Secondary schools reopen on 2 June 2020 and have to prepare for a 1.5-meter distance solution. Minors are allowed to participate in group sports as of 29 April 2020, as long as there are no matches, children shower at home and there are no spectators. Professional athletes are allowed to train again in the designated sports facilities. For large-scale events, the measures are extended to 1 September 2020. The advice to not visit elderly non-institutionalized persons is relaxed; those over 70 years of age may now receive one or two regular visitors. All other measures will continue until 20 May, when the government will provide a new update (https://nos.nl/artikel/2331272-dit-zijn-de-nieuwe-coronamaatregelen-op-een-rij.html).
As of 1 June 2020, face masks are compulsory in public transportation. Any type of mask is permitted except for medical masks, since these are still reserved for those working in healthcare. This measure has been introduced despite the debate in the Netherlands concerning the effectiveness of (self-made) face masks. The Prime Minister gave the rationale that in public transportation, keeping a 1.5-meter distance is not feasible and thus the measure is necessary. However, the National Institute for Public Health and the Environment stated from the beginning that face masks are not very effective in preventing infections and that they can lead to a misperception of safety, resulting in less physical distancing than necessary. In an overview published on 9 May, they repeat this view but add that in situations where physical distancing is difficult to maintain, it might protect the spreading of the virus to some extent, provided that the mask is used correctly (https://www.rivm.nl/sites/default/files/2020-05/Toepassing%20van%20niet-medische%20mondneusmaskers%20in%20openbare%20ruimten.pdf).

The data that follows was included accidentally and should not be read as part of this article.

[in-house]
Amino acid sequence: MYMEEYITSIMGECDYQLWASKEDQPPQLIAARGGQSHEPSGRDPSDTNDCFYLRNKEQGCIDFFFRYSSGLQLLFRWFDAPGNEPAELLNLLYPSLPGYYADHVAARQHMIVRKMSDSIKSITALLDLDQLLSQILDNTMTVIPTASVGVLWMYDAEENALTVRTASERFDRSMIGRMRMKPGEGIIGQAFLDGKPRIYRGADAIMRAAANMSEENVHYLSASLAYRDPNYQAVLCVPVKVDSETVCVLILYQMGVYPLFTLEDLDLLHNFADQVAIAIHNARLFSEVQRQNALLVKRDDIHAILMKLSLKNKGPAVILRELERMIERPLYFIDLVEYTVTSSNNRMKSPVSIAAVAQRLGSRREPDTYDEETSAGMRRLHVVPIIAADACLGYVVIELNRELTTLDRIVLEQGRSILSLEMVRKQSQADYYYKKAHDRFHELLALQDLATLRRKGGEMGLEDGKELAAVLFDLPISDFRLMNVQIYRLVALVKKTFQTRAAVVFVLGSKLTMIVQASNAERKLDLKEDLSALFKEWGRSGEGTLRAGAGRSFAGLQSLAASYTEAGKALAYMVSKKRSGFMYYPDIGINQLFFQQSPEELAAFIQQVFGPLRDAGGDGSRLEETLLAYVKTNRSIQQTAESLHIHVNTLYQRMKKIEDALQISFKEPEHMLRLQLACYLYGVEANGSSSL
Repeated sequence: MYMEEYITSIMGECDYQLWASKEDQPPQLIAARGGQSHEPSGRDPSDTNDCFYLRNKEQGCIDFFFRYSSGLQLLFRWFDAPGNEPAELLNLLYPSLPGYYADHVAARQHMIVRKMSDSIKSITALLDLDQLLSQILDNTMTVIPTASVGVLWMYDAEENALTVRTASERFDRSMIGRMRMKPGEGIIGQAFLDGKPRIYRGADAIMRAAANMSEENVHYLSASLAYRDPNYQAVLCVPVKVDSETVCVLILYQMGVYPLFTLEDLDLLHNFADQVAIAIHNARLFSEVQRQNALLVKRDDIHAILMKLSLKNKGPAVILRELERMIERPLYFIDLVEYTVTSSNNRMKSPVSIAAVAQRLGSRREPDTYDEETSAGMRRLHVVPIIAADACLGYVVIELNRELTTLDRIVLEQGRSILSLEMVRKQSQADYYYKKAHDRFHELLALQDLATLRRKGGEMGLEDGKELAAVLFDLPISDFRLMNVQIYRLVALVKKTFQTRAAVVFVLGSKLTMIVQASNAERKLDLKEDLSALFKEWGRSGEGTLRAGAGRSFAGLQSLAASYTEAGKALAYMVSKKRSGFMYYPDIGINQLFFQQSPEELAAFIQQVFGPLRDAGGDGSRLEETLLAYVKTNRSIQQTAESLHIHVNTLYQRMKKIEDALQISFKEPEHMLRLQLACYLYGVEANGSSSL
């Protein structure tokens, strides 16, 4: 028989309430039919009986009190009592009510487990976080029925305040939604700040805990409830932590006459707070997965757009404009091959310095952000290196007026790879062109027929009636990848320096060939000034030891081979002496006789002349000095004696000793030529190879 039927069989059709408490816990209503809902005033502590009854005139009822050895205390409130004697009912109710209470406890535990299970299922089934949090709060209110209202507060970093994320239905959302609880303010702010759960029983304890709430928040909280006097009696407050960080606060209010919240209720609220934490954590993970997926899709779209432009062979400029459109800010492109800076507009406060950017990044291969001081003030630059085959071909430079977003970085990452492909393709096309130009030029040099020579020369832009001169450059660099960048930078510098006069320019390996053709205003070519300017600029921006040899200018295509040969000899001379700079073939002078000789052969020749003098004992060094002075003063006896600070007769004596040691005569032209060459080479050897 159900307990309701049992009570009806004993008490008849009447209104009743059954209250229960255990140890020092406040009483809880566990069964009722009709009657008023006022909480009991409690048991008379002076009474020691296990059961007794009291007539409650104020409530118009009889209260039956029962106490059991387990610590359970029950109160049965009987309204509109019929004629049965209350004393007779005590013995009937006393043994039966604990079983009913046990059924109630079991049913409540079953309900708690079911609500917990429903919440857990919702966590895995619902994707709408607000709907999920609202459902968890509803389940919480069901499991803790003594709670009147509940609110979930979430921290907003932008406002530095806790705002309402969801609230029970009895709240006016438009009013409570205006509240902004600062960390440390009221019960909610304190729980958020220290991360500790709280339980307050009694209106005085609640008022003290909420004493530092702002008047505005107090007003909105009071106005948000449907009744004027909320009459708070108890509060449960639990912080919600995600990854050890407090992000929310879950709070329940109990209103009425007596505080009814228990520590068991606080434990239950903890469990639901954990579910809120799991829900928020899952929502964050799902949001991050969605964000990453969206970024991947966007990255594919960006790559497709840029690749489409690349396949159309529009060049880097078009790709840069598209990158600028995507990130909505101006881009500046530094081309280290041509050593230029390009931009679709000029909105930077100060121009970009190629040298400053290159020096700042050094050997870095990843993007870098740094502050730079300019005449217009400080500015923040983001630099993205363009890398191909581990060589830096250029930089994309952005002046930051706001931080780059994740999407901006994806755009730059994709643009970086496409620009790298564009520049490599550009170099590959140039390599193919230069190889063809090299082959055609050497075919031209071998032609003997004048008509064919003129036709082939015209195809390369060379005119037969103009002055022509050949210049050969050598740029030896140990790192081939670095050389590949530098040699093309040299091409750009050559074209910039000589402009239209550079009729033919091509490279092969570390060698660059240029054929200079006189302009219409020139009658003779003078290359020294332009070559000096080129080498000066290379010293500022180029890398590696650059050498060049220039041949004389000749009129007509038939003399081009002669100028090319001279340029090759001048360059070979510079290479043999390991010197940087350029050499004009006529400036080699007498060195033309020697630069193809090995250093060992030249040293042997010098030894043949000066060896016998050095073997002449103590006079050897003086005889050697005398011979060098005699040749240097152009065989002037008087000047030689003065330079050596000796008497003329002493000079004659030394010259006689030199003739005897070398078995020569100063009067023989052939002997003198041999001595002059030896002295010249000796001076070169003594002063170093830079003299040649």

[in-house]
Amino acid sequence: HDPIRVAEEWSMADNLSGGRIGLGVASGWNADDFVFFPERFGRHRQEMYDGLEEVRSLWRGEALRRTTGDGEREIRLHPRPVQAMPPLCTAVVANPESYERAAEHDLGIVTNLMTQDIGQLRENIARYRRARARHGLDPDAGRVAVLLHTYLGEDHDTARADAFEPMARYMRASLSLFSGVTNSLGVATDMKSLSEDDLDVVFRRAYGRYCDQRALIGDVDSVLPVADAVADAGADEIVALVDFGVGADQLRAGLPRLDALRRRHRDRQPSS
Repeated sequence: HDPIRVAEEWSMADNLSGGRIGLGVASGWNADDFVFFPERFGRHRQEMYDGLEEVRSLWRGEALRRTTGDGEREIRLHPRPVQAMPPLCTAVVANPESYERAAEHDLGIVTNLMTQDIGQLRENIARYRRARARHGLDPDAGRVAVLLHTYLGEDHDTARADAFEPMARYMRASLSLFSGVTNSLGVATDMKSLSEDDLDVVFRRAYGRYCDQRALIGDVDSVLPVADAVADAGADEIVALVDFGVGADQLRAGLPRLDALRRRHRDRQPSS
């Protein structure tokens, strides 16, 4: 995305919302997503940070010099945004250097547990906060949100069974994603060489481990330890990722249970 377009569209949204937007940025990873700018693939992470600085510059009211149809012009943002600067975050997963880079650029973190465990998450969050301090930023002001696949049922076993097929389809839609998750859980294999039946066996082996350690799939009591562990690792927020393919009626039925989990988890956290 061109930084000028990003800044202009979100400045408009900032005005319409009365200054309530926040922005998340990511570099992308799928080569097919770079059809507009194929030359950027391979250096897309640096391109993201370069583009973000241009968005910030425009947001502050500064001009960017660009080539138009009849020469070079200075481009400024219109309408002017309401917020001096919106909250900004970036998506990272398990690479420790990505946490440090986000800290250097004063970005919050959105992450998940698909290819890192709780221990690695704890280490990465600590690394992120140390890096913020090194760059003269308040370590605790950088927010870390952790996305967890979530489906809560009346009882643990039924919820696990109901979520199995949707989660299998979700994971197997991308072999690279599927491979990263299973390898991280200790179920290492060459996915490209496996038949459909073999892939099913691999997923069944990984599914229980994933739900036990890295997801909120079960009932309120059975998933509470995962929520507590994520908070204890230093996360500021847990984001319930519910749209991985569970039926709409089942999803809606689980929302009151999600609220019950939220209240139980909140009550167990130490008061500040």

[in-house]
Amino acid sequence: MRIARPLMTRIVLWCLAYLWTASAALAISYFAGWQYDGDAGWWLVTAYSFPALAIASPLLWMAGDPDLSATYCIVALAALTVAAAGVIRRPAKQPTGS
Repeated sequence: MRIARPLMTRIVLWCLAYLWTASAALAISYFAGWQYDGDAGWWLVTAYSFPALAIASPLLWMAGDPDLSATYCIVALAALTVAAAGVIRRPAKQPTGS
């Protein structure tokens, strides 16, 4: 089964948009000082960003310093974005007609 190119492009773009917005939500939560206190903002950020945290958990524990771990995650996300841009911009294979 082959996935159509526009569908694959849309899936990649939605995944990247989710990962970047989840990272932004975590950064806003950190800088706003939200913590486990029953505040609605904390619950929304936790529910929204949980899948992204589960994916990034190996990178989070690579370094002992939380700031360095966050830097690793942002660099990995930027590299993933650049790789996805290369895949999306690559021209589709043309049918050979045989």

As of 1 July 2020, all seats in public transportation are again available (and face masks are obligatory). Children under the age of 18 no longer have to obey the 1.5 meter physical distance rule.
Secondary schools will resume normal classes after the summer holidays. Pupils will have to keep 1.5- meter distance from their teachers.